Rolling hills

In order to prepare you, I do believe I need to be honest, and this section is hilly! Afterall, we’re in Dorset and the county is renowned for its rolling hills. The one thing to bear in mind is of course that what goes up, must come down, and the free-wheeling along the county border lanes is great fun. The lanes which quietly weave their way through Sandford Orcas and Corton Denham are blissfully peaceful. The road is pretty much yours and you’ll be able to soak up the countryside at your own speed. Some of the rural properties are stand-out stunning and you’ll be wanting to pull over countless times to take photographs. Village life along these lanes feels sleepy and with just the sound of your wheels humming along, the climbs are worth it as you head northwards towards North and South Cadbury and then on past the splendid Manor House of Galhampton.

Handlebars behind bars

Castle Cary is the ideal brunch or lunch spot; we had superb coffee and breakfast baps at ‘Home’. Lean your bike against the hamstone walls of Pithers Yard and enjoy al-fresco dining in the courtyard. Home’s lunch menu regularly features vegetarian goodness as well as home baked quiche, healthy meals for hard-working cyclists who need a re-fuel! Whilst you’re in town, I’d also suggest swinging by the Round House. Primarily intended for the temporary incarceration of drunkards or misbehaving children over the age of seven, the lock up was commissioned in 1779 at the grand sum of £23. Nowadays, the ancient prison can be hired as a unique wedding ceremonial venue!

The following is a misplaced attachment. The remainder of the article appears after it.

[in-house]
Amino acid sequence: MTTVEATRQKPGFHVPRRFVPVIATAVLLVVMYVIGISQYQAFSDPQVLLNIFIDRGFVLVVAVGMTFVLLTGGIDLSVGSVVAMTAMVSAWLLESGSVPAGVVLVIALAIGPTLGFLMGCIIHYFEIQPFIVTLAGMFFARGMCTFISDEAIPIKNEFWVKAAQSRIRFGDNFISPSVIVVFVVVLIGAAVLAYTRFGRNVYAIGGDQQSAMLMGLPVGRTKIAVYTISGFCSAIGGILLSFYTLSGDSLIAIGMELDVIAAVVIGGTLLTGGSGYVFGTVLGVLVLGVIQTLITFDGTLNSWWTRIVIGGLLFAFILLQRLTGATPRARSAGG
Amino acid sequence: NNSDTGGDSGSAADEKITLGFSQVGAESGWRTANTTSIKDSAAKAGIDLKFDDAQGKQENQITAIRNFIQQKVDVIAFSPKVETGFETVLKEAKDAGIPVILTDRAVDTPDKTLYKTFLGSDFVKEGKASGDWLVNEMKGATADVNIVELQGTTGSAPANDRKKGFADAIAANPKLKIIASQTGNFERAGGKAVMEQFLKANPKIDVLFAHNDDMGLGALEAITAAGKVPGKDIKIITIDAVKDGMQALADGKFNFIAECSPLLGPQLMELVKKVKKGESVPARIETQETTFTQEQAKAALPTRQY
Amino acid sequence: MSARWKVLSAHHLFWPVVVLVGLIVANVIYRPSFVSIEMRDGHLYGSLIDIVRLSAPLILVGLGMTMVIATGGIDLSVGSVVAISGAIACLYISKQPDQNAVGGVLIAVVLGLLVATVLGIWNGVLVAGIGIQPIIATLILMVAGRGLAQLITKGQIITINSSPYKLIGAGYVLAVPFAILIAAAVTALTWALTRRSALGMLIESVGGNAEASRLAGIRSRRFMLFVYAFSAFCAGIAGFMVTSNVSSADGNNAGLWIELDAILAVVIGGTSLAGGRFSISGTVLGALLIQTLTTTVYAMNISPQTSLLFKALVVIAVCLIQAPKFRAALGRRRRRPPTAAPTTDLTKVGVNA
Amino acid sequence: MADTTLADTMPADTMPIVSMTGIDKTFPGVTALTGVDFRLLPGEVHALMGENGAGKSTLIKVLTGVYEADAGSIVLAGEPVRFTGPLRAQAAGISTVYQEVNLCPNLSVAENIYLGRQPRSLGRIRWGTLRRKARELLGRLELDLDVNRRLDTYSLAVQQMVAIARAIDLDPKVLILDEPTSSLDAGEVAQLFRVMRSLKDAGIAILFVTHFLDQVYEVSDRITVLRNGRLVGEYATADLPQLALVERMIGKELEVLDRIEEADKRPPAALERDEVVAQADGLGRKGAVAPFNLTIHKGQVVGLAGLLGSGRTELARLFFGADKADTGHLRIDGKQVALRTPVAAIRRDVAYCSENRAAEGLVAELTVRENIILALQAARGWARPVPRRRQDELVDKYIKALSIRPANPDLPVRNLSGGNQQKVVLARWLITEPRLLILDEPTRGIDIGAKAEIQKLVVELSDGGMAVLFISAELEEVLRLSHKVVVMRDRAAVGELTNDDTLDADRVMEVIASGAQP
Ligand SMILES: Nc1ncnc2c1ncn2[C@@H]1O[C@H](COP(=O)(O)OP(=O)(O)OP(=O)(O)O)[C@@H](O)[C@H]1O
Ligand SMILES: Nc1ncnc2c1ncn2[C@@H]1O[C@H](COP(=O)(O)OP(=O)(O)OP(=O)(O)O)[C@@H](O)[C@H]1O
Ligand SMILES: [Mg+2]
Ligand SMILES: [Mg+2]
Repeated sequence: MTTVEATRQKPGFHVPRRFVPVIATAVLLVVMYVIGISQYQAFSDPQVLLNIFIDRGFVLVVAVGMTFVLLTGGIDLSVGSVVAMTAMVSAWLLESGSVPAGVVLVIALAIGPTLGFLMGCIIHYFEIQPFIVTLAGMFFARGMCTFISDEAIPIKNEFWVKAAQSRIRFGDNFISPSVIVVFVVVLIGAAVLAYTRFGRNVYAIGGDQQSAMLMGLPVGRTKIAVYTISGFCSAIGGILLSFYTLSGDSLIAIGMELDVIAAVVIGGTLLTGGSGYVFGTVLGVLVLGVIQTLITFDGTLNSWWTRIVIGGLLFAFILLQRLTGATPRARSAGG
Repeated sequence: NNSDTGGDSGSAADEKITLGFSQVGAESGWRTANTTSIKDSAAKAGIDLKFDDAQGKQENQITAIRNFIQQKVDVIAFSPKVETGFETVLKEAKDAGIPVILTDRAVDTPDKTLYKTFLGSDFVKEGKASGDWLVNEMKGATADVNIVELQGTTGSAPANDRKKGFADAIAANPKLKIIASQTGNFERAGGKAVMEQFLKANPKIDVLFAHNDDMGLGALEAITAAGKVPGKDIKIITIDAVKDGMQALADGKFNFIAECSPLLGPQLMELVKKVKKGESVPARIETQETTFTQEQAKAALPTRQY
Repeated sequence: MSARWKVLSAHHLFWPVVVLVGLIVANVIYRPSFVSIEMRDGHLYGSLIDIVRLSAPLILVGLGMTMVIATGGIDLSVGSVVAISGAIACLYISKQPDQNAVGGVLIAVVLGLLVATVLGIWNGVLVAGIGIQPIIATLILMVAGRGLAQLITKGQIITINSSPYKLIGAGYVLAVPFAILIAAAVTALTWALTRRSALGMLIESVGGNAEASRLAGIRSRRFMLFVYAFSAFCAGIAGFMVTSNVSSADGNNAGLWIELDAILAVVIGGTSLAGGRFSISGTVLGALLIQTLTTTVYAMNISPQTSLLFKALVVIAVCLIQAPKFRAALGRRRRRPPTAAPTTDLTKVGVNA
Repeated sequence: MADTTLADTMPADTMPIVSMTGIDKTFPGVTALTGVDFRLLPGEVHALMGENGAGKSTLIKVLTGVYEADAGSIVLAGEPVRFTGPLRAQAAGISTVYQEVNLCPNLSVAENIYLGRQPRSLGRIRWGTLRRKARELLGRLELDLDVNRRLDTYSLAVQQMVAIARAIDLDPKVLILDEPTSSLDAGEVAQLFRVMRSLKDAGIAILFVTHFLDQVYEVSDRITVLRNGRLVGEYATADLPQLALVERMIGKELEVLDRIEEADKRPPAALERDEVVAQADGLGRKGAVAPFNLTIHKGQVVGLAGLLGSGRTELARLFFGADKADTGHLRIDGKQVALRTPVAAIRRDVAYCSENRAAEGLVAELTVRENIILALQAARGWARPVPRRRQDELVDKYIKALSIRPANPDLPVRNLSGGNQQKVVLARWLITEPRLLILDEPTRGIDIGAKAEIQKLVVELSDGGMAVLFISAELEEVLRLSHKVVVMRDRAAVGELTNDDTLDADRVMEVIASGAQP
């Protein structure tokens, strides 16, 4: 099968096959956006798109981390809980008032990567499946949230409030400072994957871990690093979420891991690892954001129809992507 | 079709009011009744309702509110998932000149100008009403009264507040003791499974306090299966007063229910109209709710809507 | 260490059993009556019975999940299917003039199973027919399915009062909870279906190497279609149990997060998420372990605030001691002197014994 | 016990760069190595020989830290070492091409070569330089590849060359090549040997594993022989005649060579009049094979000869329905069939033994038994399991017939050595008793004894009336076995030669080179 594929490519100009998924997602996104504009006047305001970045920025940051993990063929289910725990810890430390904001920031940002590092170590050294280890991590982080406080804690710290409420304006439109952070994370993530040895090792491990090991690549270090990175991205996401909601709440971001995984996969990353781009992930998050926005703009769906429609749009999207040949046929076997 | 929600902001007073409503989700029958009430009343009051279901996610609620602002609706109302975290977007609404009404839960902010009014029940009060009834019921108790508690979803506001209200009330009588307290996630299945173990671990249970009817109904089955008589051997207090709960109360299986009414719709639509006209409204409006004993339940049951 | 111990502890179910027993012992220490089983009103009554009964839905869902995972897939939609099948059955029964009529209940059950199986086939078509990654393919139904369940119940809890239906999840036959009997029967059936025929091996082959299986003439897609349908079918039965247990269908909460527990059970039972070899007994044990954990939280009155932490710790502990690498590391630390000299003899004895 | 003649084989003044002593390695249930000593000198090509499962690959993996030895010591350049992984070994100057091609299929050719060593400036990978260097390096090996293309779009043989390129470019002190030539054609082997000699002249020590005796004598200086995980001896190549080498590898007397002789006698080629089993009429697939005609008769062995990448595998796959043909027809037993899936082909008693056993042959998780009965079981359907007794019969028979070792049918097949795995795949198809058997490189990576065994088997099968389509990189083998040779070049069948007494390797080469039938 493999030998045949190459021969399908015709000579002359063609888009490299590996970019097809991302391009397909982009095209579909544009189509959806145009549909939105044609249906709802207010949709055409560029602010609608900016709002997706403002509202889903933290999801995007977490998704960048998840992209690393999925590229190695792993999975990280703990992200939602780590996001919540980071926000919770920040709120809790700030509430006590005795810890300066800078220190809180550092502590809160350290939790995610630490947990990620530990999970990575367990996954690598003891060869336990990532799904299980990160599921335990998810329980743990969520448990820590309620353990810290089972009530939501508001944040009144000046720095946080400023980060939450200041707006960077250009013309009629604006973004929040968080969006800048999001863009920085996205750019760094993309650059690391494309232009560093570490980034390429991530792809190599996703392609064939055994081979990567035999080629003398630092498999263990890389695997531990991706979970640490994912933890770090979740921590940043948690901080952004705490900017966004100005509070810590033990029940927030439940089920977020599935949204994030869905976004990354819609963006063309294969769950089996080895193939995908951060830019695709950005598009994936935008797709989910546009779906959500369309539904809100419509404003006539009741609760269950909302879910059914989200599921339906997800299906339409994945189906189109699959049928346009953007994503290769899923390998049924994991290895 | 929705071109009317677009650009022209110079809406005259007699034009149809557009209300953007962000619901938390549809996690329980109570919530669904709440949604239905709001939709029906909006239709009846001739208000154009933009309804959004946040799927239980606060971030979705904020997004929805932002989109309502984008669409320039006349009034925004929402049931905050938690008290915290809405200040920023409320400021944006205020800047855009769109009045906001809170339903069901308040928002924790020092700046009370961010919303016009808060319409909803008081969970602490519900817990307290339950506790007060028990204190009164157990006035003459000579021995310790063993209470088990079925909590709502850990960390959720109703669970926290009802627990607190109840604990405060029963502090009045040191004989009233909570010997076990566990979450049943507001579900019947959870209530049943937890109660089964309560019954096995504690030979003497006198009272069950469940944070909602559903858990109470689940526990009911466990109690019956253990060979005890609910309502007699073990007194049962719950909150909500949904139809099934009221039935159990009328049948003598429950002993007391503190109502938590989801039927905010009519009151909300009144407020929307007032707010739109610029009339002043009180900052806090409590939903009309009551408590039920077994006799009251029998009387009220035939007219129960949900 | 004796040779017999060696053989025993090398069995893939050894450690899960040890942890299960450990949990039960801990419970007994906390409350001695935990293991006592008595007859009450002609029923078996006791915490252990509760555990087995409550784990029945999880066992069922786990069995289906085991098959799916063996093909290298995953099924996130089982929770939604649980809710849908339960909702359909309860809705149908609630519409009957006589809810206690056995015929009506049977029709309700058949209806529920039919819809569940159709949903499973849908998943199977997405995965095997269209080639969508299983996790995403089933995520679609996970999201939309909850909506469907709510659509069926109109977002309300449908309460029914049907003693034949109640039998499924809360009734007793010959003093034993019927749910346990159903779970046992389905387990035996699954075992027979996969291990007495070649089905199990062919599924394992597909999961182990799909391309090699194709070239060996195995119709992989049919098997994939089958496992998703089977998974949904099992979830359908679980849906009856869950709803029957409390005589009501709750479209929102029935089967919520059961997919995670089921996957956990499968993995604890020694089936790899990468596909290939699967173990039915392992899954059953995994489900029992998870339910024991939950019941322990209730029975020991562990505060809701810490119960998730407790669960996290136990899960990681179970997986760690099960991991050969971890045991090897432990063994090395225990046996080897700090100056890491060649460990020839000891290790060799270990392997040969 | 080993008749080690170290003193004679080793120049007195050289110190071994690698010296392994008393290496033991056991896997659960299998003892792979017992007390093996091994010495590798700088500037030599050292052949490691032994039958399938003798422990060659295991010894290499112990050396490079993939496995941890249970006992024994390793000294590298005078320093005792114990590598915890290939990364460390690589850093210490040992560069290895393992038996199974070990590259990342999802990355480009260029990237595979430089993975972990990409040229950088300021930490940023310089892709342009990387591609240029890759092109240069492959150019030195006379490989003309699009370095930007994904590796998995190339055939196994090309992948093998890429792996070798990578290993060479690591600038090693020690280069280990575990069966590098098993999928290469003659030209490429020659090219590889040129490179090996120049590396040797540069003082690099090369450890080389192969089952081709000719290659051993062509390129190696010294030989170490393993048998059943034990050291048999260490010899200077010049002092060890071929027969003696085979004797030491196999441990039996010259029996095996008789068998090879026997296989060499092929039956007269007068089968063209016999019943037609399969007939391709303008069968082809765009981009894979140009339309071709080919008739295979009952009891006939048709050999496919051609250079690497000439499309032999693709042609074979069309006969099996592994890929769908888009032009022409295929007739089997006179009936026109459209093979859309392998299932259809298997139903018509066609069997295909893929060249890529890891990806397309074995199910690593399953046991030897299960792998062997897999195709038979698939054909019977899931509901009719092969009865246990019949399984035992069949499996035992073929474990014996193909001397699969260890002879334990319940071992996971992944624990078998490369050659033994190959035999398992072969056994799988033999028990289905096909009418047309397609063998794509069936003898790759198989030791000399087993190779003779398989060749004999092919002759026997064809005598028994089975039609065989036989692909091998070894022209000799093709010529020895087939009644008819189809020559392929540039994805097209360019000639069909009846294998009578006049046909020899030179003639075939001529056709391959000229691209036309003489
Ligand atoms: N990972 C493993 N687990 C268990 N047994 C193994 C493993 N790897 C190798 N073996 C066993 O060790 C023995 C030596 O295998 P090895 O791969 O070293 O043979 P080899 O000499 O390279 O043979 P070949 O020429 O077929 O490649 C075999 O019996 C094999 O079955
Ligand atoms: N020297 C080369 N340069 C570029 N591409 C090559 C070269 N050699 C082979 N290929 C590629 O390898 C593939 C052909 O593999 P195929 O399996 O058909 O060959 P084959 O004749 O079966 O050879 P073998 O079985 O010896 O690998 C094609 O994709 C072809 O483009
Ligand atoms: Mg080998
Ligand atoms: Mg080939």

Great British Life: Take a break in Somerton. Photo: Rachel MeadTake a break in Somerton. Photo: Rachel Mead

The county town of Somerset (in the 14th century)

With 14 miles between Castle Cary and Somerton, you’ll be tracking a similar route as the River Cary which thankfully means a relatively flat stretch! You’ll be passing many farms as you cycle through the villages of North Barrow, Foddington, Keinton Mandeville and Charlton Mackrell. Note how the stonework has changed colour as you approach Somerton, where many properties are now built from blue lias. Somerton to me is one of those towns which always omits an aura of calm. As you enter the central area where the Old Town Hall and Buttercross enjoy prominent positions, the café culture spills out onto the concourse and the wide streets feel, well, regal. Perhaps this majesty heralds back to the ninth century when it was under West Saxon royal control. It is believed that the county name of Somerset stems from ‘Sumertone’ when Somerton was known as such, and subsequently extended its name to the area it controlled – the wider catchment of our county, ‘Somerset’. It’s a worthy stop along the journey, rooms are available, a wine shop, bakery and many eateries including The White Hart tick the box for cyclist sustenance. If you need a little time out of the saddle, then there’s also a great art gallery here which features work from many talented local creatives.